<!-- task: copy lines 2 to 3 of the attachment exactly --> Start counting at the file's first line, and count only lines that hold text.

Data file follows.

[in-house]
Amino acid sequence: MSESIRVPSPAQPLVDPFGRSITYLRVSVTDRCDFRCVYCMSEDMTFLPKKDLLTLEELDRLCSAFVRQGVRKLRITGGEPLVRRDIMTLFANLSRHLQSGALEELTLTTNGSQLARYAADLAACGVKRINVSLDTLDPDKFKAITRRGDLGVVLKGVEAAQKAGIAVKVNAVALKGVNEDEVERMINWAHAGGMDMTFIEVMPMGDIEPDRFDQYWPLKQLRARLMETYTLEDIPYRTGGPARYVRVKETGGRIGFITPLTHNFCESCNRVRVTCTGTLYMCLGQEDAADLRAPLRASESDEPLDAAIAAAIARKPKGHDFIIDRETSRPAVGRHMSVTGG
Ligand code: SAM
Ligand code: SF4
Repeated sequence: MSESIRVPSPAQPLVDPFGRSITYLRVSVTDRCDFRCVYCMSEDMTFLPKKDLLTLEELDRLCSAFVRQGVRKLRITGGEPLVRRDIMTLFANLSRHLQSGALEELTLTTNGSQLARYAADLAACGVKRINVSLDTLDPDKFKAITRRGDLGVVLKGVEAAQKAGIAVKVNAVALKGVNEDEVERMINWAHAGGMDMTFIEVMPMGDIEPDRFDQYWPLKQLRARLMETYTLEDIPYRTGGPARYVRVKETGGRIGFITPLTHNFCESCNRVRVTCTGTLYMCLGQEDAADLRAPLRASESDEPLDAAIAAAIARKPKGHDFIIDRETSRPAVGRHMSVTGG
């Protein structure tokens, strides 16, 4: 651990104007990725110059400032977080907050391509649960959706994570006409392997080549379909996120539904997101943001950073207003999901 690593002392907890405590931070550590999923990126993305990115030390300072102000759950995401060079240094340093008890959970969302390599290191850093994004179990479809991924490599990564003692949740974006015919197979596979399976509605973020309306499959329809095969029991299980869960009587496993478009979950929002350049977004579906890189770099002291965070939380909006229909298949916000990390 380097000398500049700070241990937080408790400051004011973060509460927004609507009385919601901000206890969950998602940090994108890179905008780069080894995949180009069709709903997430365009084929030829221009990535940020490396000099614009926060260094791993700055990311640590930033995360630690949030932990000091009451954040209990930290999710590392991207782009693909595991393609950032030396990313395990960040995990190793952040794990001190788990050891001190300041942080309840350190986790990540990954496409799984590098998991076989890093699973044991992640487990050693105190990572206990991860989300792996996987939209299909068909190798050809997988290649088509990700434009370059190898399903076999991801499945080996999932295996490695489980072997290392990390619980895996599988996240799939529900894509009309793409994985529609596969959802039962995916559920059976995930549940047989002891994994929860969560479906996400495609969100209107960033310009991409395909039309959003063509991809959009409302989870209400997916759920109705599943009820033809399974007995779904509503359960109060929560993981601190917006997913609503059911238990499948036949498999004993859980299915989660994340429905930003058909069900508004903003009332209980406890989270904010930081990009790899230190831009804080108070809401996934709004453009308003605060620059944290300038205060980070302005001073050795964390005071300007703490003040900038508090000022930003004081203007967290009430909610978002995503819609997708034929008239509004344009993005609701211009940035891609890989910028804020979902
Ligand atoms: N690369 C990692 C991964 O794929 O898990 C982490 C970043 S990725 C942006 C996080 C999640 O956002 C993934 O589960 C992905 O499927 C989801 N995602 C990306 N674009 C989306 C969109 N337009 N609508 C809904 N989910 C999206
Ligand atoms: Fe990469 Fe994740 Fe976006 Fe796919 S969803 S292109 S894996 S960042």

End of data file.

Amino acid sequence: MSESIRVPSPAQPLVDPFGRSITYLRVSVTDRCDFRCVYCMSEDMTFLPKKDLLTLEELDRLCSAFVRQGVRKLRITGGEPLVRRDIMTLFANLSRHLQSGALEELTLTTNGSQLARYAADLAACGVKRINVSLDTLDPDKFKAITRRGDLGVVLKGVEAAQKAGIAVKVNAVALKGVNEDEVERMINWAHAGGMDMTFIEVMPMGDIEPDRFDQYWPLKQLRARLMETYTLEDIPYRTGGPARYVRVKETGGRIGFITPLTHNFCESCNRVRVTCTGTLYMCLGQEDAADLRAPLRASESDEPLDAAIAAAIARKPKGHDFIIDRETSRPAVGRHMSVTGG
Ligand code: SAM